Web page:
FREMONT -- Typically quiet Washington Hospital leaders are speaking out and mounting a public effort to advocate for a traffic signal at a crash-plagued crosswalk on Civic Center Drive used by staff, doctors, visitors, patients and BART commuters.
Five pedestrians have been hit in the crosswalk by vehicles in the last 13 months, and four suffered serious injuries. Following the most recent crash Sept. 25, hospital leaders circulated a traffic signal petition that garnered more than 2,600 signatures and called on the City Council for help at their Oct. 1 council meeting.
"The crosswalk demands a stop light and traffic must be slowed," Dr. William Nicholson, president of the hospital board of directors, told the council. "Lives are at stake."
According to Mayor Bill Harrison, the City Council approved the crosswalk reluctantly in 2005 and city officials aren't convinced a signal is the safest remedy.
"From the city standpoint, they didn't want the crosswalk there because it's not safe," Harrison said.
Hospital officials argue that the crossing is important since foot traffic will only increase when a new Critical Care Pavilion and parking garage is built in the coming years.
Patients and visitors are often distraught and distracted, and some are elderly and take longer to get across the crosswalk between Washington's main hospital and Washington West building, said Patricia Danielson, hospital board director.
Two of the crashes involved hospital employees, and unions representing hospital nurses, clerical staff, medical imaging technicians, engineers, pharmacists and others also wrote the council letters asking for a signal.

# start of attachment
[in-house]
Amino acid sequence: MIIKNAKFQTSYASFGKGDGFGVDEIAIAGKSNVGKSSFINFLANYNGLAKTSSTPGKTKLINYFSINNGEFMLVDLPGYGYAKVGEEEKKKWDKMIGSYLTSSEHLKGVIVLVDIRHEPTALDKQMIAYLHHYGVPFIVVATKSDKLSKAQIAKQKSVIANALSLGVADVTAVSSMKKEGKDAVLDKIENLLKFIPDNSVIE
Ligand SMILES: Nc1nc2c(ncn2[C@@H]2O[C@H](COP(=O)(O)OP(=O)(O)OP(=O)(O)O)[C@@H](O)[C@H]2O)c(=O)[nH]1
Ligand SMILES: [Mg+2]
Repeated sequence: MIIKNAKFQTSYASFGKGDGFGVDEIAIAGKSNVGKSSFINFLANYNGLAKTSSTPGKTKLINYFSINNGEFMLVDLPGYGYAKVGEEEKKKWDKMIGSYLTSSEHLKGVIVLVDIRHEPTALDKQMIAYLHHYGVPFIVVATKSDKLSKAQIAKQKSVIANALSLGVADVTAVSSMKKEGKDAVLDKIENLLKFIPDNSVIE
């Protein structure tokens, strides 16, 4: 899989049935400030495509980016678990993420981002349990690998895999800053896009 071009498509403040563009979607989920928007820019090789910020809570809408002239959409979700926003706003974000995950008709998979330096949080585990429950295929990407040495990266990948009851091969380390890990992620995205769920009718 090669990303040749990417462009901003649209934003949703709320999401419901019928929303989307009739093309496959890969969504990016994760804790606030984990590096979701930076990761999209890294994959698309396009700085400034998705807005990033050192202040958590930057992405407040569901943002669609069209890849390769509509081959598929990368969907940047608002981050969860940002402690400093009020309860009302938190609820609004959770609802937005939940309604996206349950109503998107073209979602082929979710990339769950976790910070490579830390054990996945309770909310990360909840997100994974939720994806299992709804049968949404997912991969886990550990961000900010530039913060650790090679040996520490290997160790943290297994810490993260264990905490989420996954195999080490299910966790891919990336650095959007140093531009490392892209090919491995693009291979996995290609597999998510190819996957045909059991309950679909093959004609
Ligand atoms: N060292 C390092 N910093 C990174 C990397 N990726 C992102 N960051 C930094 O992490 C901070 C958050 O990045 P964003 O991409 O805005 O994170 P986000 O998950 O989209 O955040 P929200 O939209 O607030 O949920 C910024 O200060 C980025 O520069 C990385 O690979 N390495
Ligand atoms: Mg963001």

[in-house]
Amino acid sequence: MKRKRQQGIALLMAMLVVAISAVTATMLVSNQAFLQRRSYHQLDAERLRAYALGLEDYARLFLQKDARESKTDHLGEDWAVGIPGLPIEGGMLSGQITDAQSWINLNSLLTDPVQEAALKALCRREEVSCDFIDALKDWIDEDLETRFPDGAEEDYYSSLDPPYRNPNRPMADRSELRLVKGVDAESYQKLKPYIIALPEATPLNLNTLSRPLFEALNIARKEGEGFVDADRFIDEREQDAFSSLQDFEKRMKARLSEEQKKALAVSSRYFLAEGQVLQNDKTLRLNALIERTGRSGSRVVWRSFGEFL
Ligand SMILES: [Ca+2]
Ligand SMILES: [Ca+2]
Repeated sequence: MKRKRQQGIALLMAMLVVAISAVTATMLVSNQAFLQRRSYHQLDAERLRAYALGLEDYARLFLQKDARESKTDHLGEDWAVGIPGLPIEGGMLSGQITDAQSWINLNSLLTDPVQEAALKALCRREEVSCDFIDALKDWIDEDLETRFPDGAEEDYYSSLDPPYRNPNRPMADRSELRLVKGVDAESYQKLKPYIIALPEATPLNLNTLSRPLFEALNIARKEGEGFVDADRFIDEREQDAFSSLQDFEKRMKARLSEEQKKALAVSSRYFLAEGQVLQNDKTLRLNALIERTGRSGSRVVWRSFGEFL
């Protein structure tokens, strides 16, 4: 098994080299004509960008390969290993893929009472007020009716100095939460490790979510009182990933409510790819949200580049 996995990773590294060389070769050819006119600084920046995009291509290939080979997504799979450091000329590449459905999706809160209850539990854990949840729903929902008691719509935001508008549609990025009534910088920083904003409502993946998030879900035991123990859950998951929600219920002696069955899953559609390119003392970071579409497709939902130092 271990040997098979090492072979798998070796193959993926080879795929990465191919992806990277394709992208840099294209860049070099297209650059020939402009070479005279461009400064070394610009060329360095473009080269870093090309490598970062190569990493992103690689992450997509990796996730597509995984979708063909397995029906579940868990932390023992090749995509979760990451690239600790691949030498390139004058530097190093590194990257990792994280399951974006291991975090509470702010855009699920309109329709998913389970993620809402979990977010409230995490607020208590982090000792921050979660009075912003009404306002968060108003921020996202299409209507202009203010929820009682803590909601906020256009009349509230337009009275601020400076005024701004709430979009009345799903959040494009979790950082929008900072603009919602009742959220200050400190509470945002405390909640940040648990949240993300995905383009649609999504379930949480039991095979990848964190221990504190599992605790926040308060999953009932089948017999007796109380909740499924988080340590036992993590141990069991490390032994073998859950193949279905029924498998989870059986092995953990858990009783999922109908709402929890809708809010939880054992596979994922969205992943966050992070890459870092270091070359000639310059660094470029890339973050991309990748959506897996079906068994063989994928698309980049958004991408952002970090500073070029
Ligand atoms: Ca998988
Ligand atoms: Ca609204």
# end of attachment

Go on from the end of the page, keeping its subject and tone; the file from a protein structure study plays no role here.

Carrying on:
"Registered Nurses are the front line of emergency room care," wrote Sue Fendley, public sector lead for the California Nurses Association. "It is unacceptable to have a person seek our care because they were injured just outside that very door!"
In a Sept. 30 letter to Nicholson, the mayor said the city is willing to explore all solutions, ranging from installation of a traffic light to removing the crosswalk "if deemed in the best interest of public safety."
Nicholson told the council removing the crosswalk would only encourage people to jaywalk.
Washington has already spent $250,000 on safety measures, and in the last year added bright new signage, flashing lights on the ground and reduced street lanes to one each way, but hospital administrators should expect to spend a lot more if the signal gets a green light. Should traffic and engineering studies determine a signal is a good option, Washington, like recent signal requester Whole Foods, will pay for the studies and traffic light, costing up to $500,000.
"We, the city, are looking forward to working with the hospital to try to make that intersection as safe as possible," Harrison said.
Identifying a solution may take a month, and a fix could take another month or two, he said. "The public wants it tomorrow and unfortunately, I know that's not going to happen."
Ashly McGlone covers San Leandro, San Lorenzo, San Ramon and the Washington Township Health Care District. Contact her at 510-293-2463. Follow her at Twitter.com/AshlyReports.